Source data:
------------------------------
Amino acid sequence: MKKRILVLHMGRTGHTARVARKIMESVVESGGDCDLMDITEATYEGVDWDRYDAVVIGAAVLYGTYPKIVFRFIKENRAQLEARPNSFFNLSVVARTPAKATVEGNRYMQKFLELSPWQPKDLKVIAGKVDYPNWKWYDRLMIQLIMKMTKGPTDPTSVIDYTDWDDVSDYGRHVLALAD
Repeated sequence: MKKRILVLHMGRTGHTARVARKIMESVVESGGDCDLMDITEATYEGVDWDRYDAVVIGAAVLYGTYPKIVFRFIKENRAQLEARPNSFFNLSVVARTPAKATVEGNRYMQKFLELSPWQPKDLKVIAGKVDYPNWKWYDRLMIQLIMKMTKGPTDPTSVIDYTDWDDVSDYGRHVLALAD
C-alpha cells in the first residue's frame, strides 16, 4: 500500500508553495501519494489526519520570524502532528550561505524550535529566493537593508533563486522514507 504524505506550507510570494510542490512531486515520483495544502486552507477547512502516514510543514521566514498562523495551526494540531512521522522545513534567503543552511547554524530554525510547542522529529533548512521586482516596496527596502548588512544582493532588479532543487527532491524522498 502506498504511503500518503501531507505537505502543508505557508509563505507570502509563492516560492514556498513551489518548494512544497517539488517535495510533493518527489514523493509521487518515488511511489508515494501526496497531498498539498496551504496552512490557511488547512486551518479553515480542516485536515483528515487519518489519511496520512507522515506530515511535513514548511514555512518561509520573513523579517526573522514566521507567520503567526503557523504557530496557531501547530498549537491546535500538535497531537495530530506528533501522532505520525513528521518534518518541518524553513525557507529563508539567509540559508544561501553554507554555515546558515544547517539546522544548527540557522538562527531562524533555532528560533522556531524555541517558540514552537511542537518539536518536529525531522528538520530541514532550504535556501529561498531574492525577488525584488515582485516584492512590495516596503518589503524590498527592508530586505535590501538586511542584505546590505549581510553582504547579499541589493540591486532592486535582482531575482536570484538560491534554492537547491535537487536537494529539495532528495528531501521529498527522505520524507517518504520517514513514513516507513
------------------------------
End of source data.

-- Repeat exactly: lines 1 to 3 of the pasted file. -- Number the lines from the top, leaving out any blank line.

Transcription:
Amino acid sequence: MKKRILVLHMGRTGHTARVARKIMESVVESGGDCDLMDITEATYEGVDWDRYDAVVIGAAVLYGTYPKIVFRFIKENRAQLEARPNSFFNLSVVARTPAKATVEGNRYMQKFLELSPWQPKDLKVIAGKVDYPNWKWYDRLMIQLIMKMTKGPTDPTSVIDYTDWDDVSDYGRHVLALAD
Repeated sequence: MKKRILVLHMGRTGHTARVARKIMESVVESGGDCDLMDITEATYEGVDWDRYDAVVIGAAVLYGTYPKIVFRFIKENRAQLEARPNSFFNLSVVARTPAKATVEGNRYMQKFLELSPWQPKDLKVIAGKVDYPNWKWYDRLMIQLIMKMTKGPTDPTSVIDYTDWDDVSDYGRHVLALAD
C-alpha cells in the first residue's frame, strides 16, 4: 500500500508553495501519494489526519520570524502532528550561505524550535529566493537593508533563486522514507 504524505506550507510570494510542490512531486515520483495544502486552507477547512502516514510543514521566514498562523495551526494540531512521522522545513534567503543552511547554524530554525510547542522529529533548512521586482516596496527596502548588512544582493532588479532543487527532491524522498 502506498504511503500518503501531507505537505502543508505557508509563505507570502509563492516560492514556498513551489518548494512544497517539488517535495510533493518527489514523493509521487518515488511511489508515494501526496497531498498539498496551504496552512490557511488547512486551518479553515480542516485536515483528515487519518489519511496520512507522515506530515511535513514548511514555512518561509520573513523579517526573522514566521507567520503567526503557523504557530496557531501547530498549537491546535500538535497531537495530530506528533501522532505520525513528521518534518518541518524553513525557507529563508539567509540559508544561501553554507554555515546558515544547517539546522544548527540557522538562527531562524533555532528560533522556531524555541517558540514552537511542537518539536518536529525531522528538520530541514532550504535556501529561498531574492525577488525584488515582485516584492512590495516596503518589503524590498527592508530586505535590501538586511542584505546590505549581510553582504547579499541589493540591486532592486535582482531575482536570484538560491534554492537547491535537487536537494529539495532528495528531501521529498527522505520524507517518504520517514513514513516507513